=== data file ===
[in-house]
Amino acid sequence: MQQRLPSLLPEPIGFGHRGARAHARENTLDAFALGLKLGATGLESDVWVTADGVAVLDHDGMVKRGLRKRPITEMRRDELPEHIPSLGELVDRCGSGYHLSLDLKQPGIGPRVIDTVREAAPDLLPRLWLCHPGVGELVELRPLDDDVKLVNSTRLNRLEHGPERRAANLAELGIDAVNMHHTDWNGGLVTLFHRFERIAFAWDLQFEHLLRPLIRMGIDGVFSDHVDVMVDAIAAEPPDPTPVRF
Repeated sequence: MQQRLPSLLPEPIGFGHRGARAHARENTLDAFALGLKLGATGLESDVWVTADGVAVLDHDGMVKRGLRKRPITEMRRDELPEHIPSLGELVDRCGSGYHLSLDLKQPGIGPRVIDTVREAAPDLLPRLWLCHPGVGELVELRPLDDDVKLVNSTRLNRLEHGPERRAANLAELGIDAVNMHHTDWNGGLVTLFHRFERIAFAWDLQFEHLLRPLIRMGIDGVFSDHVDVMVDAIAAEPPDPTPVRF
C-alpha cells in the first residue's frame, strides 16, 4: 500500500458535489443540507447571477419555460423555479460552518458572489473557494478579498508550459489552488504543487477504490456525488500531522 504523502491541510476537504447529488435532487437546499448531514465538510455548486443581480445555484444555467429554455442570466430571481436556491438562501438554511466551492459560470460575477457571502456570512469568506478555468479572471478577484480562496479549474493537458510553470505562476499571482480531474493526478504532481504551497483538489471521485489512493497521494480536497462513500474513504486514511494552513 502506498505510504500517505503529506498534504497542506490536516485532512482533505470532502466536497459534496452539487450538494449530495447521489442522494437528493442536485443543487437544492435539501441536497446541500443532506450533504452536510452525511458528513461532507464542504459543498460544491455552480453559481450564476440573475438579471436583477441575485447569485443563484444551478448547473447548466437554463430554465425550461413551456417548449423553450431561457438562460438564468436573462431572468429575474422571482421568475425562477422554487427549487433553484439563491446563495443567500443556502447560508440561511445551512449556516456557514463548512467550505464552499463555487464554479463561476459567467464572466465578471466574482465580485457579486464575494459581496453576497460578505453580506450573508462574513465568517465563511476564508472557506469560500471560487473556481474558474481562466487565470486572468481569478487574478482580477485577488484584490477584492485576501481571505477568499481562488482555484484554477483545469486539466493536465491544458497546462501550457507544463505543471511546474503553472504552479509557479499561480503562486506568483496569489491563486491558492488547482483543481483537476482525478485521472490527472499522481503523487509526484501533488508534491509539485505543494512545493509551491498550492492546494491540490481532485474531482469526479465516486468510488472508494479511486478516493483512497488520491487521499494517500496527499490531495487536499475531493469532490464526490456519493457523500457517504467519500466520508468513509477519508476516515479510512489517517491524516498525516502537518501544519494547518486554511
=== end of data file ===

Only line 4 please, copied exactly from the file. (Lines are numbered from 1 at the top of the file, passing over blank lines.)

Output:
C-alpha cells in the first residue's frame, strides 16, 4: 500500500458535489443540507447571477419555460423555479460552518458572489473557494478579498508550459489552488504543487477504490456525488500531522 504523502491541510476537504447529488435532487437546499448531514465538510455548486443581480445555484444555467429554455442570466430571481436556491438562501438554511466551492459560470460575477457571502456570512469568506478555468479572471478577484480562496479549474493537458510553470505562476499571482480531474493526478504532481504551497483538489471521485489512493497521494480536497462513500474513504486514511494552513 502506498505510504500517505503529506498534504497542506490536516485532512482533505470532502466536497459534496452539487450538494449530495447521489442522494437528493442536485443543487437544492435539501441536497446541500443532506450533504452536510452525511458528513461532507464542504459543498460544491455552480453559481450564476440573475438579471436583477441575485447569485443563484444551478448547473447548466437554463430554465425550461413551456417548449423553450431561457438562460438564468436573462431572468429575474422571482421568475425562477422554487427549487433553484439563491446563495443567500443556502447560508440561511445551512449556516456557514463548512467550505464552499463555487464554479463561476459567467464572466465578471466574482465580485457579486464575494459581496453576497460578505453580506450573508462574513465568517465563511476564508472557506469560500471560487473556481474558474481562466487565470486572468481569478487574478482580477485577488484584490477584492485576501481571505477568499481562488482555484484554477483545469486539466493536465491544458497546462501550457507544463505543471511546474503553472504552479509557479499561480503562486506568483496569489491563486491558492488547482483543481483537476482525478485521472490527472499522481503523487509526484501533488508534491509539485505543494512545493509551491498550492492546494491540490481532485474531482469526479465516486468510488472508494479511486478516493483512497488520491487521499494517500496527499490531495487536499475531493469532490464526490456519493457523500457517504467519500466520508468513509477519508476516515479510512489517517491524516498525516502537518501544519494547518486554511